Additionally, this level of worldbuilding - the politics, the ecology, the backstory - is something that usually takes a good deal of exposition to bring readers up to date. And there is a lot of exposition in this book. One of the things that astonished me was how brilliantly Herbert handled it, using one simple trick: suspense. Early on in the story, we learn the baddies' plot in full. Meanwhile, the Atreides are going about their business with no cloud on the horizon, while the reader is on tenterhooks for the backstabbing to start. But perhaps the most stunning example of this technique comes in one chapter which is basically an extended lecture on ecology. Herbert takes something that would otherwise be rather dry and uninteresting, and he puts us on the edge of our seats for it. How? Well, the person giving the lecture is a hallucination, and the person listening to the lecture is lost in the desert, aware that he is lying directly on top of something that could blow up any minute. It wasn't just a dramatic moment within the story - it was a brilliant and even audacious move on the part of the author himself.

Another of the unique aspects of this book was its female characters, especially Paul's mother Jessica. As I was reading the book, I was thinking, "When was the last time I read a story about a boy and his mother having adventures?" And then, "When was the last time I read a story about a pregnant woman fighting a nomad chief and winning?" Lady Jessica was unusually prominent in this story, especially for a book published in 1966. Even for today, she was an awesome character - level-headed, practical, and three-dimensional. It wasn't just that she got to have adventures: it was that Herbert treated her with every bit as much respect and attention to detail as he treated his male characters. While CS Lewis's Orual from Till We Have Faces will probably always be my favourite example of men writing women well, Herbert's Lady Jessica was excellent too. 

It's surprising, then, to see how, well, badly the women in this story are treated. Both Jessica and another prominent female character are smart, competent women who remain the concubines of powerful men who decide not to marry them because it's possible that in the future, there may be an opportunity for a more advantageous political marriage. It made the book rather depressing to see these excellent female characters voluntarily accepting less than they deserved.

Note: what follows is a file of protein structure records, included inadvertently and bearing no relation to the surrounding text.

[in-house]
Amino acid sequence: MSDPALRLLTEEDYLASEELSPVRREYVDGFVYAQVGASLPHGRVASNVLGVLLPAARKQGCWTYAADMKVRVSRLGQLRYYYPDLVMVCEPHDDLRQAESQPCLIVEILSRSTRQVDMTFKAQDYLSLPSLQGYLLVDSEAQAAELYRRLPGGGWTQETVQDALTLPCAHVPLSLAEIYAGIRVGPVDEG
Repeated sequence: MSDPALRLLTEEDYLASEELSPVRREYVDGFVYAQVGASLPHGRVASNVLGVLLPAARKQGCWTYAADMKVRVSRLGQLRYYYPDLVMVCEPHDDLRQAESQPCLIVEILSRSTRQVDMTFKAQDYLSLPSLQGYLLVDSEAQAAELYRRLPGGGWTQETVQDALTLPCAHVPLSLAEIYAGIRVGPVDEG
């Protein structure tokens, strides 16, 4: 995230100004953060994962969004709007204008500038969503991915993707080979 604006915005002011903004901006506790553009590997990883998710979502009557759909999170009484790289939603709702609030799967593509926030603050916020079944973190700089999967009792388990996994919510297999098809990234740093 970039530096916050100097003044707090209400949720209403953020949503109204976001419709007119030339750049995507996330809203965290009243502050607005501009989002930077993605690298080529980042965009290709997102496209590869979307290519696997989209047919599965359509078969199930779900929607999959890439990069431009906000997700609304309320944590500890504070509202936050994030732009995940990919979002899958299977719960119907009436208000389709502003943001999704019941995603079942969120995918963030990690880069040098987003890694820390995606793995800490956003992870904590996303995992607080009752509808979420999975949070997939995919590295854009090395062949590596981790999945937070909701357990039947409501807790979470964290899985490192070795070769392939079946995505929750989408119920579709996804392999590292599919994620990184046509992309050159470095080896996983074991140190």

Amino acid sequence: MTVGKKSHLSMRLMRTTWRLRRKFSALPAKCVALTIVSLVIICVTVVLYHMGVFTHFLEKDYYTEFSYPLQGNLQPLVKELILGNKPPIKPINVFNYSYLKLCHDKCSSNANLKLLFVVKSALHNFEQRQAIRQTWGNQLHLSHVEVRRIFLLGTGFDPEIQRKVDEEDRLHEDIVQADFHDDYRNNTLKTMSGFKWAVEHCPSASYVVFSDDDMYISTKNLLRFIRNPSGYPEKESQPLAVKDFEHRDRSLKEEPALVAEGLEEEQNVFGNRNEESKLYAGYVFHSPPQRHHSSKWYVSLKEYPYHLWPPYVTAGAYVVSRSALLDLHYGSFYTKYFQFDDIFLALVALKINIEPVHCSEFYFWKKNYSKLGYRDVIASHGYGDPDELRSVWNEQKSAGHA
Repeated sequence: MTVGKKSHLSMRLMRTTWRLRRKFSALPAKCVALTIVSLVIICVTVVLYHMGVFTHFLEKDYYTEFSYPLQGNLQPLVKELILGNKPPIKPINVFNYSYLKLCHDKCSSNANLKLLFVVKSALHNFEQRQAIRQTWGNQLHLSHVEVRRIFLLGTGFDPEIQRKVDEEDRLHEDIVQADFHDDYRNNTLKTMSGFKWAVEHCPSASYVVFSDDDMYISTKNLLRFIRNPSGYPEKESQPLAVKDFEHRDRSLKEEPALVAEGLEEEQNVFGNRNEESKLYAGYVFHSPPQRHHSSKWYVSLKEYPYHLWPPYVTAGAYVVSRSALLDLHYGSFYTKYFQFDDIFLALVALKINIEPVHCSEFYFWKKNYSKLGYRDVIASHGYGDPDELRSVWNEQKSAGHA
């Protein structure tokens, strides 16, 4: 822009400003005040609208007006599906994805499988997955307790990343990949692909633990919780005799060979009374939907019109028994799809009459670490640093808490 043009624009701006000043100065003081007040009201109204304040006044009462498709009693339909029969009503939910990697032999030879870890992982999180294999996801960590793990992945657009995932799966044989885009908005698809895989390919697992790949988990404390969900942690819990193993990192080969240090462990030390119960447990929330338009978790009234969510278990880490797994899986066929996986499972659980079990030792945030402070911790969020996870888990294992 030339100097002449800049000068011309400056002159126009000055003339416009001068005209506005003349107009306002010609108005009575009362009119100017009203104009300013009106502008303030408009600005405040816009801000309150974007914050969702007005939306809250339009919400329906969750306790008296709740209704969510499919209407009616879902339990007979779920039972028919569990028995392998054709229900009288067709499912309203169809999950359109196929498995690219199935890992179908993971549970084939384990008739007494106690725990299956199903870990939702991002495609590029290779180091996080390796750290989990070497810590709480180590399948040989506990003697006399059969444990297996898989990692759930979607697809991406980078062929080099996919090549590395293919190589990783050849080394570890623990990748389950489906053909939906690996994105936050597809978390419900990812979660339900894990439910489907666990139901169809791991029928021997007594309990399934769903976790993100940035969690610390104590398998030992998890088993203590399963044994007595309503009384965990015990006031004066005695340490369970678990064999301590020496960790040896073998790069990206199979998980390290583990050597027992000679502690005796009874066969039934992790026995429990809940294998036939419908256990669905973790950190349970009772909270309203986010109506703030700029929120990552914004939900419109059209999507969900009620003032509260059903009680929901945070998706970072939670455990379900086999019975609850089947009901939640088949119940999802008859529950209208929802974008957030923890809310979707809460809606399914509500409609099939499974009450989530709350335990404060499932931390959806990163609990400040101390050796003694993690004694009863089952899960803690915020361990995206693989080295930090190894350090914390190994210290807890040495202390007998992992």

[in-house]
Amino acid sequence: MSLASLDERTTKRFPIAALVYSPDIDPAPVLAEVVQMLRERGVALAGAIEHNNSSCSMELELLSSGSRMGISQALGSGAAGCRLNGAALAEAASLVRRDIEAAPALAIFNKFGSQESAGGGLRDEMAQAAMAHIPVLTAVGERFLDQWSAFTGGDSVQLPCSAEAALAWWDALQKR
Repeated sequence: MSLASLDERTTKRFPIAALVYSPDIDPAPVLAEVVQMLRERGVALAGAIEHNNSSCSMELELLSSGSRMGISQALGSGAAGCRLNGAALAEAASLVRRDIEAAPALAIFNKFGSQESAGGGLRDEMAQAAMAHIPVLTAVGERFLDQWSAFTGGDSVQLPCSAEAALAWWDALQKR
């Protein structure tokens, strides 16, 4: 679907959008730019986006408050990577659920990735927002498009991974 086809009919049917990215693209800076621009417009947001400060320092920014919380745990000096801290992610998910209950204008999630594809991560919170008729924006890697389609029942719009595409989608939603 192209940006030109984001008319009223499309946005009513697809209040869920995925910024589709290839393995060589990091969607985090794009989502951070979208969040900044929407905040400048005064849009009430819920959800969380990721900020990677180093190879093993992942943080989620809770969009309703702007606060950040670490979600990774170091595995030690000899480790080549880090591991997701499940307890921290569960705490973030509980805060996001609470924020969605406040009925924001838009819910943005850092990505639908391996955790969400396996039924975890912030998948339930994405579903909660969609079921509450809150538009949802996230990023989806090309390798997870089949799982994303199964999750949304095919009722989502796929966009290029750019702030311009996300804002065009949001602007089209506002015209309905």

In fact, this whole book has something of a downer ending. It's not one of those series where the individual books work well as standalones; this is clearly just the first instalments of a much bigger story, which is by no means over yet. So the ending is not very conclusive to begin with. I think the depressing aspect of the book has more to do with its theme.

Paul Atreides, our protagonist, turns out to be the fulfillment of not one but two prophecies. The Bene Gesserit, a sisterhood with awesome Jedi powers (it didn't take long to figure out that Star Wars borrows heavily from Dune, which is so much fun) have been overseeing an extensive breeding program for centuries in order to produce the Kwisatz Haderach - a man with all the Bene Gesserit abilities, but without their blind spot. Meanwhile, the Fremen desert dwellers are waiting for the Lisan-al-Gaib who will transform their wild desert planet to a garden paradise. As the story progresses, it becomes evident that Paul Atreides may be both. With advanced mental powers including the ability to see present, past, and future, Paul is the galaxy's smartest individual and well on the way to becoming the most powerful.